The Electronic Journal of Information Systems Evaluation provides critical perspectives on topics relevant to Information Systems Evaluation, with an emphasis on the organisational and management implications
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Journal Issue
Volume 14 Issue 1, ECIME 2010 Special Issue / Jan 2011  pp1‑166

Editor: Miguel de Castro Neto

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Secret Level: Evaluation of a New Zealand Community ICT Project  pp1‑12

Barbara Crump, Keri Logan

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Alliance Decision Making of SMEs  pp13‑26

Karla Diaz, Ute Rietdorf, Utz Dornberger

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Georeferencing Road Accidents with Google Earth: Transforming Information into Knowledge for Decision Support  pp27‑36

Jorge Ricardo Ferreira, Joao Carlos Ferreira

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Organizational Challenges and Barriers to Implementing IT Governance in a Hospital  pp37‑45

Luis Velez Lapao

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An Evidence‑Based Approach to Scoping Reviews  pp46‑52

Antonio Hidalgo Landa, Istvan Szabo, Liam Le Brun, Ian Owen, Graham Fletcher

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Enterprise Architecture Principles and their impact on the Management of IT Investments  pp53‑62

Kalevi Pessi, Thanos Magoulas, Mats-Ake Hugoson

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Information Inadequacy: Some Causes of Failures in Human, Social and Industrial Affairs  pp63‑72

Miranda Kajtazi, Darek Haftor, Anita Mirijamdotter

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Evaluating Information Systems according to Stakeholders: a pragmatic perspective and method  pp73‑88

Jenny Lagsten

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Medical Records System Adoption in European Hospitals  pp89‑99

Ana Marques, Tiago Oliveira, Sara Simoes Dias, Maria Fraga O. Martins

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Modified Early Warning Scorecard: The Role of Data/Information Quality within the Decision Making Process  pp100‑109

John O Donoghue, Tom O Kane, Joe Gallagher, Garry Courtney, Abdur Aftab, Aveline Casey, Javier Torres, Philip Angove

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Literature Review of Information Technology Adoption Models at Firm Level  pp110‑121

Tiago Oliveira, Maria Fraga Martins

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Abstract

Today, information technology (IT) is universally regarded as an essential tool in enhancing the competitiveness of the economy of a country. There is consensus that IT has significant effects on the productivity of firms. These effects will only be realized if, and when, IT are widely spread and used. It is essential to understand the determinants of IT adoption. Consequently it is necessary to know the theoretical models. There are few reviews in the literature about the comparison of IT adoption models at the individual level, and to the best of our knowledge there are even fewer at the firm level. This review will fill this gap. In this study, we review theories for adoption models at the firm level used in information systems literature and discuss two prominent models: diffusion on innovation (DOI) theory, and the technology, organization, and environment (TOE) framework. The DOI found that individual characteristics, internal characteristics of organizational structure, and external characteristics of the organization are important antecedents to organizational innovativeness. The TOE framework identifies three aspects of an enterprise's context that influence the process by which it adopts and implements a technological innovation: technological context, organizational context, and environmental context. We made a thorough analysis of the TOE framework, analysing the studies that used only this theory and the studies that combine the TOE framework with other theories such as: DOI, institutional theory, and the Iacovou, Benbasat, and Dexter model. The institutional theory helps us to understand the factors that influence the adoption of interorganizational systems (IOSs); it postulates that mimetic, coercive, and normative institutional pressures existing in an institutionalized environment may influence the organization’s predisposition toward an IT‑based interorganizational system. The Iacovou, Benbasat, and Dexter model, analyses IOSs characteristics that influence firms to adopt IT innovations. It is based on three contexts: perceived benefits, organizational readiness, and external pressure. The analysis of these models takes into account the empirical literature, and the difference between independent and dependent variables. The paper also makes recommendations for future research.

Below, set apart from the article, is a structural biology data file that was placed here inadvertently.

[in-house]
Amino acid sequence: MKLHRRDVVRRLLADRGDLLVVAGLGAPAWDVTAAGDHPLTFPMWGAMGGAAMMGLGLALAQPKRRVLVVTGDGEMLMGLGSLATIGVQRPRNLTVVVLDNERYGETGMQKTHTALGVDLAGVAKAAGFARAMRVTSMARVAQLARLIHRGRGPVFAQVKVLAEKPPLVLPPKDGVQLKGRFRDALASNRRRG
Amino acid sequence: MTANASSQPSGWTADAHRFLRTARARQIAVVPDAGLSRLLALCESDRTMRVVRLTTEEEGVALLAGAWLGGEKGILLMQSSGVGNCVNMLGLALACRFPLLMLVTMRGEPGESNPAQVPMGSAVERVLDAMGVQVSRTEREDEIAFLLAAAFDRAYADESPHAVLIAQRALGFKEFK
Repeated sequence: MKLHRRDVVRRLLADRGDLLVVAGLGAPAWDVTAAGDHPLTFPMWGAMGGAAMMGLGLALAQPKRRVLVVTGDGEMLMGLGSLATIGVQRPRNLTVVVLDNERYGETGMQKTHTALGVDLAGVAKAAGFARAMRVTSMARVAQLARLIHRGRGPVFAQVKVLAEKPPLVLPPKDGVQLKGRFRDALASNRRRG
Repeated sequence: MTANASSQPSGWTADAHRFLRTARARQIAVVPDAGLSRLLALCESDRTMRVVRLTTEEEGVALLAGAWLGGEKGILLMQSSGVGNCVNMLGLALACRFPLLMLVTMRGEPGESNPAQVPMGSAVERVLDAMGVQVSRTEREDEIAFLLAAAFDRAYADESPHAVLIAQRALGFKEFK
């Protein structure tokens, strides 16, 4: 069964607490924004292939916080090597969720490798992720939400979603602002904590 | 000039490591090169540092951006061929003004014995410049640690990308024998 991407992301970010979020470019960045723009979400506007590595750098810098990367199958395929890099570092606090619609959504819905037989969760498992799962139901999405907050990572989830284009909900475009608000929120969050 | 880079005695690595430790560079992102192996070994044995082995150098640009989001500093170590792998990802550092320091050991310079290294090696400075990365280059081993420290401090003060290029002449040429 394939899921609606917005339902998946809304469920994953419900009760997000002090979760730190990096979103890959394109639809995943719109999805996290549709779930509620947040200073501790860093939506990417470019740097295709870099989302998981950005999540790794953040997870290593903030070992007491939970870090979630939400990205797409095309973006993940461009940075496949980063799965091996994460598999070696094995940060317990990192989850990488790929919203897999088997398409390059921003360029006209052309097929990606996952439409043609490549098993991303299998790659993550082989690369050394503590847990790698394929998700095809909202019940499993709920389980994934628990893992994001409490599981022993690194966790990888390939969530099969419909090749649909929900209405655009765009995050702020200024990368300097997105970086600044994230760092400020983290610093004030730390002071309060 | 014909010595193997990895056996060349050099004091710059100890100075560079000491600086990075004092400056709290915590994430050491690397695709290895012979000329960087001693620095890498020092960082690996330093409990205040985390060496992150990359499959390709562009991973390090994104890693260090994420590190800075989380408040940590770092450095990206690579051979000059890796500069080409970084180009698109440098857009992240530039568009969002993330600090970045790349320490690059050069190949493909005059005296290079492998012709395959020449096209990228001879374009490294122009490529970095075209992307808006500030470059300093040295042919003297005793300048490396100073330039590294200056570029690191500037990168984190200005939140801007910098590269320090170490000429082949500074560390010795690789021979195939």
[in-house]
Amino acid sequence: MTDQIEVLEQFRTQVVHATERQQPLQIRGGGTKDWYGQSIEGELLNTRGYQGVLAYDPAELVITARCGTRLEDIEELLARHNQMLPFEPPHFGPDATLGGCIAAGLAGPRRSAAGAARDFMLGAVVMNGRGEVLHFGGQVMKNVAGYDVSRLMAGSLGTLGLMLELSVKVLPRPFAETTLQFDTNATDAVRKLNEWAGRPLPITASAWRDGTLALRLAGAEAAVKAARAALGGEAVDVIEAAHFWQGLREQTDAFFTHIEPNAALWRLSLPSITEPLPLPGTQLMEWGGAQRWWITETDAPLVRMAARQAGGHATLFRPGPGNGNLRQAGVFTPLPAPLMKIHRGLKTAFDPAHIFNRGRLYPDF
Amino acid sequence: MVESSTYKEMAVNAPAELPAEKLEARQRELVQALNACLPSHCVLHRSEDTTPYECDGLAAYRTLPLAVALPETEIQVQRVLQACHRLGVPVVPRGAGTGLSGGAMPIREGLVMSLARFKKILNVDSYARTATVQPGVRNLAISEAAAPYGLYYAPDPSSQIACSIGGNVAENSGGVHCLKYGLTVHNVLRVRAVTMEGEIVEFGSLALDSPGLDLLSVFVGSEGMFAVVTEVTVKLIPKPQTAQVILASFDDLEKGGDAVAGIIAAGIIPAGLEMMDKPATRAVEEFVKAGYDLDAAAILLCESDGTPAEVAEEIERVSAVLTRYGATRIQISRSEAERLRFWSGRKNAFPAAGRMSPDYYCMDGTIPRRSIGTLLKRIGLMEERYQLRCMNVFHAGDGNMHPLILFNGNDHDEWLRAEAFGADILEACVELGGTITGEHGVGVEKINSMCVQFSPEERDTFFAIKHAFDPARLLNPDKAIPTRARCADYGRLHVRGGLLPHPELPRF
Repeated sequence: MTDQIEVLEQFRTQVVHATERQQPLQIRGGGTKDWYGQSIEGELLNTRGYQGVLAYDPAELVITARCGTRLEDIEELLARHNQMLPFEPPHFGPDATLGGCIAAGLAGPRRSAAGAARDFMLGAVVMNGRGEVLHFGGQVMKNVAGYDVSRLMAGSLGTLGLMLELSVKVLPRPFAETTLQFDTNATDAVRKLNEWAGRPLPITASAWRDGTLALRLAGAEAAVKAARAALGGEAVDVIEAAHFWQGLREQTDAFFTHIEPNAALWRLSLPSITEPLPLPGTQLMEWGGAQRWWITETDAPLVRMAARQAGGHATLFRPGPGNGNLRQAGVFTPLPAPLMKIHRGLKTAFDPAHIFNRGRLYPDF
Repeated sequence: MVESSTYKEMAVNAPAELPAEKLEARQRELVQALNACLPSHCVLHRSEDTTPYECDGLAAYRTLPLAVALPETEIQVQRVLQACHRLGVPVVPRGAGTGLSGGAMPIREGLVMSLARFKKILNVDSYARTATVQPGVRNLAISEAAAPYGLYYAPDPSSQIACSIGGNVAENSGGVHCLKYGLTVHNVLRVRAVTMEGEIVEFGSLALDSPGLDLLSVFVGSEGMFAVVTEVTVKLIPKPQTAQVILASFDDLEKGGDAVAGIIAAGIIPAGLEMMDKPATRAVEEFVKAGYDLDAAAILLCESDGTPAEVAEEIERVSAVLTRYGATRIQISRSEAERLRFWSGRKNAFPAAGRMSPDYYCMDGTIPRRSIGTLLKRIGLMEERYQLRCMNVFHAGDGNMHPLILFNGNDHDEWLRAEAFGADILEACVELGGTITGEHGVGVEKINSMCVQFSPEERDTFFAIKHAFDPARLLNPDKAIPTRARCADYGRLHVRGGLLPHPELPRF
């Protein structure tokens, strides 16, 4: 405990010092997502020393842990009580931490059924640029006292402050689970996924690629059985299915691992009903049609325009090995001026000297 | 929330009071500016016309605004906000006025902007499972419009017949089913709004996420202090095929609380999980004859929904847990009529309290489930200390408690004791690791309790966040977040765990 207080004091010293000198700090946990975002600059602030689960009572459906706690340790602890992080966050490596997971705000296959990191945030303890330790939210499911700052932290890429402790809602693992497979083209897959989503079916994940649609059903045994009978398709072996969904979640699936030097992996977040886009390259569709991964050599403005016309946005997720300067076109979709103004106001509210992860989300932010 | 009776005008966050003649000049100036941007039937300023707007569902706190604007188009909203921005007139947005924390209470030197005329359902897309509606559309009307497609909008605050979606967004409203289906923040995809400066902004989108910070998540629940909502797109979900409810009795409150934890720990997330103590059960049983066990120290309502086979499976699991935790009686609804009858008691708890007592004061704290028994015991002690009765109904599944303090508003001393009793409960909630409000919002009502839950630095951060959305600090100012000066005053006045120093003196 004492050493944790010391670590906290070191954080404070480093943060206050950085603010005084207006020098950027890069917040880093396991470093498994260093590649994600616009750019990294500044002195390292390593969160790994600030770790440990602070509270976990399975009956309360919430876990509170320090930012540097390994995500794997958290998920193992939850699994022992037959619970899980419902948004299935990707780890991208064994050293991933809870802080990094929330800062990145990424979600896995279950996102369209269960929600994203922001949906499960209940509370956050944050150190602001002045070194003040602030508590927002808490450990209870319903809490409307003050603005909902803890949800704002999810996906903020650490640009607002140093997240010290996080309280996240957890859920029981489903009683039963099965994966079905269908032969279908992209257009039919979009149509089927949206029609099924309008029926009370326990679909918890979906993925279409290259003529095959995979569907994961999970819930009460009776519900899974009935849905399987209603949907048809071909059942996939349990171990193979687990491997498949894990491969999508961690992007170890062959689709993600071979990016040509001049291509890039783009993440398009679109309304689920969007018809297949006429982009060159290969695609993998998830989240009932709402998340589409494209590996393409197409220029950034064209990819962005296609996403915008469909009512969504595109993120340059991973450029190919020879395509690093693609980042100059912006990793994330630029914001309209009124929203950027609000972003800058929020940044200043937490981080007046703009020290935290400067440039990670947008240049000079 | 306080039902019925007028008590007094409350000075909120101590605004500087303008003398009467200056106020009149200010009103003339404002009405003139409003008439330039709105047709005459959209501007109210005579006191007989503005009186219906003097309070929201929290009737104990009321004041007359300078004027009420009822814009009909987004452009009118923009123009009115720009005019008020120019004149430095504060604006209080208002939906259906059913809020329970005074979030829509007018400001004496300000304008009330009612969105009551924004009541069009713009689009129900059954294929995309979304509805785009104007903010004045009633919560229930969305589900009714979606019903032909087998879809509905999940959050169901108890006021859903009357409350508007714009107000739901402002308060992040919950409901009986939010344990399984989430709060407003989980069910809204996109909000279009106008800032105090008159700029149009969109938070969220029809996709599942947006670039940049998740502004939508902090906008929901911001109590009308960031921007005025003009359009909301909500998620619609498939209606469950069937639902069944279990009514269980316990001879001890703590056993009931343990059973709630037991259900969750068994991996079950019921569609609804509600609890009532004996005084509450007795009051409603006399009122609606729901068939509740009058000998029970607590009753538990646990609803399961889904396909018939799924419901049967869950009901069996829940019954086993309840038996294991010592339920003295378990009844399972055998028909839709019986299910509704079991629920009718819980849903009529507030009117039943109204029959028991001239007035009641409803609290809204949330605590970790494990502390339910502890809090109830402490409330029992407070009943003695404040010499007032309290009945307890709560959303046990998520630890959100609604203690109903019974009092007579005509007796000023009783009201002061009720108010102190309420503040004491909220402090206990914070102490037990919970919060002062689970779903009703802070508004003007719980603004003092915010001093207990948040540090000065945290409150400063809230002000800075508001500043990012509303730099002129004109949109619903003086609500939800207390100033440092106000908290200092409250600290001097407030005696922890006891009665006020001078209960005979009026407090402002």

Keywords: information technology, diffusion of innovations, DOI, theory, technology-organization-environment, TOE, framework, interorganizational systems, IOSs, institutional theory

 

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Evaluation of New Information Technologies Exposure on Knowledge Retention Regarding Benefits of Physical Activity on Health Status  pp122‑133

Paulo Pinheiro, Dulce Esteves, Rui Bras

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Supply Chain Information Alignment in the Consumer Goods and Retail Industry: Global Standards and Best Practices  pp134‑149

Virgil Popa, Mircea Duica

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A Visualization‑based Approach to Present and Assess Technical Documentation Quality  pp150‑159

Anna Wingkvist, Morgan Ericsson, Welf Lowe

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The SIGLIC System for Improving the Access to Surgery in Portugal  pp160‑166

Pedro Gomes, Luis Velez Lapao

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